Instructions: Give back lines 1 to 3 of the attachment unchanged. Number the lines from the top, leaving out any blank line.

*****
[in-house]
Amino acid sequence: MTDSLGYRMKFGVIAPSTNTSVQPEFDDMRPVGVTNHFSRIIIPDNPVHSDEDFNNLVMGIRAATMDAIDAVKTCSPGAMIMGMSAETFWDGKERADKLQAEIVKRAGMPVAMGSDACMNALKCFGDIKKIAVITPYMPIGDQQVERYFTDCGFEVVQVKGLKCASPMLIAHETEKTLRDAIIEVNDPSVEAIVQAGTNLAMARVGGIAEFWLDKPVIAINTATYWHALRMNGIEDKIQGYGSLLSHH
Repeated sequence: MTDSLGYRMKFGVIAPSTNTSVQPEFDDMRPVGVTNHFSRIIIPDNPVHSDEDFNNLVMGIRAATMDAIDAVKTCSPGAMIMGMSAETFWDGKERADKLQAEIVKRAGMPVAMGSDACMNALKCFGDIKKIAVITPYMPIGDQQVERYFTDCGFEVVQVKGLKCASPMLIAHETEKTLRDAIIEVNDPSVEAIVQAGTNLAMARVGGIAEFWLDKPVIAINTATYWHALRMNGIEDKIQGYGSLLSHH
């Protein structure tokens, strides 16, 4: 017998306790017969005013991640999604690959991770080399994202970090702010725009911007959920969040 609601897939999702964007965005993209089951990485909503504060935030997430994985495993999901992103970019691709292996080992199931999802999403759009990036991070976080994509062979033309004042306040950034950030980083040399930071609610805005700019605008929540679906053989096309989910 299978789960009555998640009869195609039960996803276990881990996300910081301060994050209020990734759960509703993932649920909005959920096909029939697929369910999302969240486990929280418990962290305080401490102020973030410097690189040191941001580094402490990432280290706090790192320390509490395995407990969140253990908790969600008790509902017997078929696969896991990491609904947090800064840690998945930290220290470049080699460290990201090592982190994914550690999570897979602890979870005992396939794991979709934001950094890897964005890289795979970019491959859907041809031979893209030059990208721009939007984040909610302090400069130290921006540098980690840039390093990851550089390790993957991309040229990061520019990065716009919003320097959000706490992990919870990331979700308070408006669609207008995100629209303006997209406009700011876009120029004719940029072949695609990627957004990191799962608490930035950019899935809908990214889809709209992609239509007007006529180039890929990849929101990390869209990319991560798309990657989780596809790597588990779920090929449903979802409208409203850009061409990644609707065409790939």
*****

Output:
[in-house]
Amino acid sequence: MTDSLGYRMKFGVIAPSTNTSVQPEFDDMRPVGVTNHFSRIIIPDNPVHSDEDFNNLVMGIRAATMDAIDAVKTCSPGAMIMGMSAETFWDGKERADKLQAEIVKRAGMPVAMGSDACMNALKCFGDIKKIAVITPYMPIGDQQVERYFTDCGFEVVQVKGLKCASPMLIAHETEKTLRDAIIEVNDPSVEAIVQAGTNLAMARVGGIAEFWLDKPVIAINTATYWHALRMNGIEDKIQGYGSLLSHH
Repeated sequence: MTDSLGYRMKFGVIAPSTNTSVQPEFDDMRPVGVTNHFSRIIIPDNPVHSDEDFNNLVMGIRAATMDAIDAVKTCSPGAMIMGMSAETFWDGKERADKLQAEIVKRAGMPVAMGSDACMNALKCFGDIKKIAVITPYMPIGDQQVERYFTDCGFEVVQVKGLKCASPMLIAHETEKTLRDAIIEVNDPSVEAIVQAGTNLAMARVGGIAEFWLDKPVIAINTATYWHALRMNGIEDKIQGYGSLLSHH